EL PASO, Texas (Border Report) – New Mexico is raising its hourly minimum wage to $11.50 cents starting next week, a $1 increase to help working families make ends meet.
However, advocates worry farm workers in the southern portion of the state will be left out because of inherent flaws in how they get paid. The problem is farm laborers aren’t employed by the farms but by contractors, some of whom have been gaming the system for decades, said Carlos Marentes, executive director of the Border Farm Workers Center.
“There is tremendous wage theft in the agroindustry,” he said. “Chile pickers, for instance, are paid 75 to 95 cents per bucket, so they will never produce enough to make the minimum wage. Now, the law says if you don’t harvest sufficient amount to equal to the minimum wage, they must pay you the difference. That seldom happens.”
Picking chile, onions or lettuce is back-breaking work that involves constantly bending over to pluck the vegetable from the plant, drop it in a bucket and slowly move along the furrows until it’s filled. They then walk over to deposit the product in large boxes atop a parked truck.
A chile-picker must fill 15.3 buckets per hour to get to $11.50 at 75 cents per bucket; not even the most skilled farm laborers in the region can do that, Marentes said.
“The way contractors get around not paying the hourly rate is by reporting that you worked two hours or three hours, that way they only pay you the bucket rate,” he said, adding that few farm laborers complain to the Labor Department out of fear of being cut off by the contractor, even though retaliation is against the law.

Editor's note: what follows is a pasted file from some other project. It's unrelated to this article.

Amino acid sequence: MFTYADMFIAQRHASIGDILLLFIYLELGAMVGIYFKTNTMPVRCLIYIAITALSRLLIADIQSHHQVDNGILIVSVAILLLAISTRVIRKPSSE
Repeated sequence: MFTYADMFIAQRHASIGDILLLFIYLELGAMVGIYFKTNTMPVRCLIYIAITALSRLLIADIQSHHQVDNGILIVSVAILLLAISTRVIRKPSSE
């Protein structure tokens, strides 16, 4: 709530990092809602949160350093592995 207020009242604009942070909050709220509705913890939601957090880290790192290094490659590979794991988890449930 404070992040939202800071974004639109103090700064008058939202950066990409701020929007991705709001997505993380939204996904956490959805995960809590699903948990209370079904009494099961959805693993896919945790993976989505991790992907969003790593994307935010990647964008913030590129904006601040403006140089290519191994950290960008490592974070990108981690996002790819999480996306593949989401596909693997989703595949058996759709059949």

Marentes said he has pointed out the discrepancy to the workers but runs into cultural barriers.
“They tell me, ‘How could I have gone all the way to Deming (New Mexico) to work two hours?’ But then they tell me it’s OK because in Juarez they wouldn’t be able to make the money they’re being paid,” he said.
New Mexico plans to increase the minimum wage to $12 an hour by 2023. The federal minimum wage remains at $7.25 an hour. Waitresses and other employees that receive tips are exempt from that increase. Tipped employees will get $2.88 an hour.
Employers are required to post the New Mexico Minimum Wage Act Summary Poster in an area that is easily visible to all workers.